Barr Revisits Batman's Old Teammate in "Suicide Squad Most Wanted: Katana"

Longtime DC Comics' editor and writer Mike W. Barr recalls that he and his editorial colleagues used to lovingly refer to the Outsider known as Katana as "62 inches of bad attitude" in the 1980s. And while it's been over three decades since he co-created the hero with artist Jim Aparo, Barr tells CBR News that at the character's core, not much has changed.

The co-writer of "Suicide Squad Most Wanted: Deadshot and Katana," an anthology-style series that also features a Deadshot tale by Brian Buccellato and Viktor Bogdanovic, told CBR News that his new story with artist Diogenes Neves is about a militant uprising in Markovia led by the Jack Kirby-created King Kobra, and how the samurai superhero sees the conflict through the eyes and actions of a civilian resistance.

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Barr also confirmed that members of the Suicide Squad will feature in the six-part miniseries, and shared his thoughts on Warner Bros.' casting of Karen Fukuhara as Katana in the upcoming "Suicide Squad" film slicing its way into theaters August 5, 2016.

CBR News: When you created Katana in 1983 with artist Jim Aparo as an original member of the Outsiders, what was your initial idea for the character?

Mike W. Barr: For all of the Outsiders, I wanted to bring a number of varied and different characters to DC Comics. I didn't want them to all be flying superheroes -- although we had a couple of those in there too. [Laughs] I also wanted a wide range of characters so I could put them in any kind of situation.

For Katana, specifically, I've always been interested in samurai culture, so I thought it would be cool to make on of them a samurai -- and a female samurai, to boot. Since the word "katana" also refers to a samurai sword, it became a perfect name for her.

Fast forward to 2016, and has Katana changed much in 33 years?

No, I don't think that she has changed much. In the office, we used to refer to her, because she was five-foot-two, as 62 inches of bad attitude. [Laughs] And she still is that, to some extent, although I don't think she's become, nor do I want her to become, a berserker killer like a lot of other characters.

For those not familiar with the character or her weapon of choice, what makes the Soultaker, her sword, so powerful?

To the best of my knowledge, the only power that the sword really has is the power to imprison all of its victims, which is pretty impressive power. It may have other abilities, but I don't think Katana or anyone else has learned about those abilities yet.

When Katana first meets up with Helga Jace, the royal scientist of Markovia, in this issue, they discuss Dr. Jace's theory that there is no gap between mysticism and science. Is there room for mysticism and science in a superhero comic?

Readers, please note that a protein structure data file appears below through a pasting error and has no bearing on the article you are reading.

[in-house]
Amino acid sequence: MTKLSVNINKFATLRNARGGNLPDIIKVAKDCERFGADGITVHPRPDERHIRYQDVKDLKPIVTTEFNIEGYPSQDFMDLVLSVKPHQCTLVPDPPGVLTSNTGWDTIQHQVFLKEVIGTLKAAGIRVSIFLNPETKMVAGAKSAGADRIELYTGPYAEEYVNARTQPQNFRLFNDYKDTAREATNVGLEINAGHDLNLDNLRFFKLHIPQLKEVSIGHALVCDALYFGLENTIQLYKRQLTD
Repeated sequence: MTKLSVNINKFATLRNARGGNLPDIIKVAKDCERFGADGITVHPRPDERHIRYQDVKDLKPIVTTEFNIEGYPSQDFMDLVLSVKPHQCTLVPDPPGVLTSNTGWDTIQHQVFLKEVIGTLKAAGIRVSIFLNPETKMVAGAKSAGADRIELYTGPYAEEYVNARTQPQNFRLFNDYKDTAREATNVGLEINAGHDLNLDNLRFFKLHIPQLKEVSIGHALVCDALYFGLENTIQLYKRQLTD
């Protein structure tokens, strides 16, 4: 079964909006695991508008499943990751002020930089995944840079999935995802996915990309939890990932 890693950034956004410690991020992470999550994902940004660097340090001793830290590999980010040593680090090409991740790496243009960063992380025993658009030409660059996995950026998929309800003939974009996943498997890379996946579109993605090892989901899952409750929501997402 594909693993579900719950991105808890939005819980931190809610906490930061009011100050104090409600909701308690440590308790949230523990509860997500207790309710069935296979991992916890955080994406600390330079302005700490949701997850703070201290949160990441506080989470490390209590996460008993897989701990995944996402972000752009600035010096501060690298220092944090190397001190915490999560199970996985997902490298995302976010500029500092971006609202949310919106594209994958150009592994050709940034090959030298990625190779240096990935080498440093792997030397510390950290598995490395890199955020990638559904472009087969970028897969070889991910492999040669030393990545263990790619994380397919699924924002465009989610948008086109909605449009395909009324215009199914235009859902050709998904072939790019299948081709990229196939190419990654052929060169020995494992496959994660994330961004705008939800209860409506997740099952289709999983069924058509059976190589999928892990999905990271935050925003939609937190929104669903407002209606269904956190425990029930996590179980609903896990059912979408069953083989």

I don't think it's difficult to do, I just don't think it's done very often. When dealing with Katana, it occurred to me that a good way to get her into the story would be to deal with the overlap of the mystical and scientific elements of the character.

When Katana arrives in Markovia, she finds a militant uprising, a megalomaniac and civilian unrest and resistance. Sadly, this could actually be a newspaper story.

Yes, but we often don't see the civilian side of a war story. Katana is basically a physical character, in the realm of Batman as a character, so I thought it would be interesting for her to view conflict through the eyes of civilians.

And the megalomaniac in question is the wildly underused and underappreciated Lord Kobra, who is a supervillain created by Jack Kirby, though he was never explored by the industry legend.

I've always like Kobra a great deal. He's one of Jack Kirby's great, and oddly underexploited, characters. He was one of the last things that he did for DC before he went back to Marvel in the 1970s. And although he's been used a quite a bit over the years by other creators, I feel there is some unrealized potential there, which I hope we explore here.

Dr. Jace asks Katana if she is going to call the Justice League in to help with the situation. Katana says no, but does namedrop the Suicide Squad. Are we going to see members of the Suicide Squad later in the series?

Yes, the Suicide Squad will be showing up in the second issue, and they guest star for the rest of the series.

Were you surprised when it was announced that Warner Bros. and DC Entertainment were going to make a "Suicide Squad" movie, and that Katana would be playing a role?

It surprises me a bit that it took 33 years -- a third of a century -- for the full potential of Katana to be realized. There are so few Asian female characters in the DC Universe, I thought one character that they should do was Katana. I am glad to see her realized on the big screen, but I am surprised that it's a part of the Suicide Squad.

I got a call on May 3 of last year from Geoff Johns, right before news of the film broke, that Katana was going to be in the "Suicide Squad" movie, and I was just delighted to hear that. It's an odd bit of placement for her, but I have to assume that David Ayer, who wrote and directed the movie, liked the character and figured she would be a good fit.

What do you think about the casting of Karen Fukuhara as Katana?

I've seen several pictures of Karen Fukuhara both as herself and Katana and she looks quite good. She's also five-foot-two, the same height as Katana, so that works too.

"Suicide Squad Most Wanted: Deadshot and Katana" #1, written by Mike Barr and Brian Buccellato and drawn by Diogenes Neves, Viktor Bogdanovic and Richard Friend is on sale now.

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